Our oldest forests are in trouble
There’s something amazing about being in a forest. The wind in the trees, bird song, running water and the sounds of small mammals and lizards scurrying under the leaf cover give us a feeling that we can’t get anywhere else.
Some of our most special forests are mature and old-growth forests, composed of trees that have been standing for longer than most people have been alive. These complex forest ecosystems provide vital and unique habitats for birds up above, critters down below and everything in between.
Road-building, industrial logging, and mining threaten our remaining mature and old-growth trees and forests, increasing the risk of climate change and destroying essential habitat for countless species and degrading the land. But, from Vermont’s Green Mountain National Forest to the Monongahela National Forest in West Virginia to the Kootenai National Forest in Montana, more than 50 million acres of mature and old-growth forests on federal lands in the United States are unprotected from logging.
An opportunity protect older forests
We are calling on the Biden Administration to enact a rule that protects mature and old-growth trees and forests on federal public lands from logging, and to give old-growth forests that have been lost to logging time to regrow.
Beyond their ecological value, older trees and forests absorb huge amounts of carbon—more than 10% of our country’s annual climate pollution—and are a climate solution that we lose the moment we cut them down. Setting aside the oldest, biggest trees to act as natural climate solutions and ecological anchors is a smart strategy that should be implemented immediately on federal lands. Trees absorb carbon for free, no investment in new carbon capture technology is required.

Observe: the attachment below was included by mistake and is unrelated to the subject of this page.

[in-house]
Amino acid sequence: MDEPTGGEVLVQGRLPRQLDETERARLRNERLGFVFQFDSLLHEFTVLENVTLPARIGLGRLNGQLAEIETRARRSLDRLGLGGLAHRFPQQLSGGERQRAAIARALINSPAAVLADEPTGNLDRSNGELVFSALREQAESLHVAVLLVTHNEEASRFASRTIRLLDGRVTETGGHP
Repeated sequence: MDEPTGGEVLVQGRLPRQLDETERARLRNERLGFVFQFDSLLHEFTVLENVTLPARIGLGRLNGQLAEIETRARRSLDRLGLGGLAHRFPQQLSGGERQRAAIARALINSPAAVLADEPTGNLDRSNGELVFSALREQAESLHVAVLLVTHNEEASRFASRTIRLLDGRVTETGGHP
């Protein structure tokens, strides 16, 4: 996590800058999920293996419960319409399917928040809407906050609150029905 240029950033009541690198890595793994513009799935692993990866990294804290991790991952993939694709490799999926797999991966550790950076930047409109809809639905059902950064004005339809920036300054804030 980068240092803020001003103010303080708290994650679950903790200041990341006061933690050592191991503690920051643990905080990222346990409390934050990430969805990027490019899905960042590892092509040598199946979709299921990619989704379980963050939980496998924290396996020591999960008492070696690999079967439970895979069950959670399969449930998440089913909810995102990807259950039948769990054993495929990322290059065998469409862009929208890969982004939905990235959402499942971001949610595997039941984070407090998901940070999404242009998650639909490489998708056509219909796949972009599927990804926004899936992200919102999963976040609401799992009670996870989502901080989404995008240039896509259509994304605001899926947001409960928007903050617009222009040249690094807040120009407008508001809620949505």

Without mature and old-growth forest and trees, birds like the red-cockaded woodpecker and mammals like the marten will be without a home. Without forests to filter drinking water, millions of people could lose a clean source of water. And without mature and old growth forests to absorb carbon, climate change could be worse. We need these forests and trees if we are going to have a liveable future on this planet.
We don’t have much time. To ensure these forests are protected President Biden should enact this rule before the end of 2024. This will make it harder for a hostile Congress, or future administrations to remove these protections.
We’re building a movement
More than 20 years ago, we worked with a coalition to collect 1.6 million public comments to convince President Clinton to enact the Roadless Rule to project 58.5 million acres of forests in 2001.
And with our coalition of more than 100 groups across the country, we’ve already made enormous progress getting the Biden administration to prioritize forest protection. Until recently, federal policy makers weren’t thinking about mature and old-growth forests but as we started educating the public and building support for the idea of protecting older trees, the Biden administration took notice, and now it is being considered in policy discussions.
On Earth Day 2022, President Biden issued an executive order that directs federal agencies to conduct an inventory of mature and old-growth forests on America’s federal lands so that policies can be adopted to protect them.
The Forest Service and Bureau of Land Management are taking steps in the right direction toward rulemaking. But without a big push from the public, the agencies are likely to drag their feet and either move too slowly to hit our political deadlines or put out lackluster policies that don’t adequately protect our mature and old-growth forests. With enough public support, we can persuade them it’s in their best interest to act swiftly, and enact the strongest protections possible.
Tell President Biden: Stop the logging of our most important trees
Our national forests should be places of conservation, not destruction.
If we are successful in persuading the administration to take action, we will protect up to 50 million acres of mature and old-growth from logging. In 20, 30 and 40 years, there will be more old-growth than there is now.
Director, Public Lands Campaign, Environment America
Ellen runs campaigns to protect America's beautiful places, from local beachfronts to remote mountain peaks. Prior to her current role, Ellen worked as the organizing director for Environment America’s Climate Defenders campaign. Ellen lives in Denver, where she likes to hike in Colorado's mountains.